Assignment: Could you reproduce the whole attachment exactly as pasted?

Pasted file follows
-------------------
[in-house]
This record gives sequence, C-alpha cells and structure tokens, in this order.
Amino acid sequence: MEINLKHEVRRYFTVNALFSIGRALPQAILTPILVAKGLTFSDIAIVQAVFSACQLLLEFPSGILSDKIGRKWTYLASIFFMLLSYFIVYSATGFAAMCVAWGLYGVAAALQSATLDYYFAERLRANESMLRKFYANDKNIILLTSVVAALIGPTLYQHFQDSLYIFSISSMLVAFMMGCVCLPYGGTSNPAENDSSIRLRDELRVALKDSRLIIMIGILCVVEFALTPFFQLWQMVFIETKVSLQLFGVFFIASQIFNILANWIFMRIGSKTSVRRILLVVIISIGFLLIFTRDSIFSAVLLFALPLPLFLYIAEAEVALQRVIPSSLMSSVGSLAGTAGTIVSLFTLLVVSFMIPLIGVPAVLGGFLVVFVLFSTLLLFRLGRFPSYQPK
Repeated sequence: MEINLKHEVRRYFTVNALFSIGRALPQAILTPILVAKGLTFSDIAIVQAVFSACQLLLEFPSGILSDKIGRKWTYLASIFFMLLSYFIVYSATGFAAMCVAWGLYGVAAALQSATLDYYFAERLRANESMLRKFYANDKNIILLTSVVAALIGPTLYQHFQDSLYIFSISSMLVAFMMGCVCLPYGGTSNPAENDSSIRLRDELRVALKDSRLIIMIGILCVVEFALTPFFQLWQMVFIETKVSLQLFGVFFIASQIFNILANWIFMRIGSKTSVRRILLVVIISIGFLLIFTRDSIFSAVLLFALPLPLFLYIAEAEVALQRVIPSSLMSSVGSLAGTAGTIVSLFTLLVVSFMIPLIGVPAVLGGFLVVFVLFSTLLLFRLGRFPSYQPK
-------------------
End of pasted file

[in-house]
This record gives sequence, C-alpha cells and structure tokens, in this order.
Amino acid sequence: MEINLKHEVRRYFTVNALFSIGRALPQAILTPILVAKGLTFSDIAIVQAVFSACQLLLEFPSGILSDKIGRKWTYLASIFFMLLSYFIVYSATGFAAMCVAWGLYGVAAALQSATLDYYFAERLRANESMLRKFYANDKNIILLTSVVAALIGPTLYQHFQDSLYIFSISSMLVAFMMGCVCLPYGGTSNPAENDSSIRLRDELRVALKDSRLIIMIGILCVVEFALTPFFQLWQMVFIETKVSLQLFGVFFIASQIFNILANWIFMRIGSKTSVRRILLVVIISIGFLLIFTRDSIFSAVLLFALPLPLFLYIAEAEVALQRVIPSSLMSSVGSLAGTAGTIVSLFTLLVVSFMIPLIGVPAVLGGFLVVFVLFSTLLLFRLGRFPSYQPK
Repeated sequence: MEINLKHEVRRYFTVNALFSIGRALPQAILTPILVAKGLTFSDIAIVQAVFSACQLLLEFPSGILSDKIGRKWTYLASIFFMLLSYFIVYSATGFAAMCVAWGLYGVAAALQSATLDYYFAERLRANESMLRKFYANDKNIILLTSVVAALIGPTLYQHFQDSLYIFSISSMLVAFMMGCVCLPYGGTSNPAENDSSIRLRDELRVALKDSRLIIMIGILCVVEFALTPFFQLWQMVFIETKVSLQLFGVFFIASQIFNILANWIFMRIGSKTSVRRILLVVIISIGFLLIFTRDSIFSAVLLFALPLPLFLYIAEAEVALQRVIPSSLMSSVGSLAGTAGTIVSLFTLLVVSFMIPLIGVPAVLGGFLVVFVLFSTLLLFRLGRFPSYQPK